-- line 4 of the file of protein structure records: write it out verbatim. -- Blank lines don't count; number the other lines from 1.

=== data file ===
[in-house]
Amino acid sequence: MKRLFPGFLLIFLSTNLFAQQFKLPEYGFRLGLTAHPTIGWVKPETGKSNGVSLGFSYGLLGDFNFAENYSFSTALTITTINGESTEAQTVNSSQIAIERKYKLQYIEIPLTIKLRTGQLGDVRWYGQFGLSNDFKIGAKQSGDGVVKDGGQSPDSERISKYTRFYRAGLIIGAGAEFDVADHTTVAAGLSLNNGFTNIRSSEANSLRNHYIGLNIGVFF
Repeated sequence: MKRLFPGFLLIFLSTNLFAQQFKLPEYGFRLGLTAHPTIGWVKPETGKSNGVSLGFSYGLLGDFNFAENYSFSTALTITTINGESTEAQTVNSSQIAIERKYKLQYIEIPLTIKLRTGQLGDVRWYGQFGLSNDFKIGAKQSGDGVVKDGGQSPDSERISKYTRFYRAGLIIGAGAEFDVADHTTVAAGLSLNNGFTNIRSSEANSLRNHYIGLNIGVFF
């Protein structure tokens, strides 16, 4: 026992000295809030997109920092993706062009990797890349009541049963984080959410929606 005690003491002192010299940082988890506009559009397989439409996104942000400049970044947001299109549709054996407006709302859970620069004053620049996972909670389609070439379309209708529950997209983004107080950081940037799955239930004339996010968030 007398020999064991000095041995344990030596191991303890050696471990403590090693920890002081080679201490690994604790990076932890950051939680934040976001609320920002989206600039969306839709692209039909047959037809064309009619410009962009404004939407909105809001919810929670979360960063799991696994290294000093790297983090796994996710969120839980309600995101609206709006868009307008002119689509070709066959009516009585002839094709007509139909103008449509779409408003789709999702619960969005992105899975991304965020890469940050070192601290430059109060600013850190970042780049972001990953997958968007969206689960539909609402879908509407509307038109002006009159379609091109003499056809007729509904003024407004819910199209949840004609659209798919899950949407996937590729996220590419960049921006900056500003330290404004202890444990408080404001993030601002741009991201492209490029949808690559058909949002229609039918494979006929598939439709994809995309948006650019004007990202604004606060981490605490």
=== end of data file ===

């Protein structure tokens, strides 16, 4: 026992000295809030997109920092993706062009990797890349009541049963984080959410929606 005690003491002192010299940082988890506009559009397989439409996104942000400049970044947001299109549709054996407006709302859970620069004053620049996972909670389609070439379309209708529950997209983004107080950081940037799955239930004339996010968030 007398020999064991000095041995344990030596191991303890050696471990403590090693920890002081080679201490690994604790990076932890950051939680934040976001609320920002989206600039969306839709692209039909047959037809064309009619410009962009404004939407909105809001919810929670979360960063799991696994290294000093790297983090796994996710969120839980309600995101609206709006868009307008002119689509070709066959009516009585002839094709007509139909103008449509779409408003789709999702619960969005992105899975991304965020890469940050070192601290430059109060600013850190970042780049972001990953997958968007969206689960539909609402879908509407509307038109002006009159379609091109003499056809007729509904003024407004819910199209949840004609659209798919899950949407996937590729996220590419960049921006900056500003330290404004202890444990408080404001993030601002741009991201492209490029949808690559058909949002229609039918494979006929598939439709994809995309948006650019004007990202604004606060981490605490």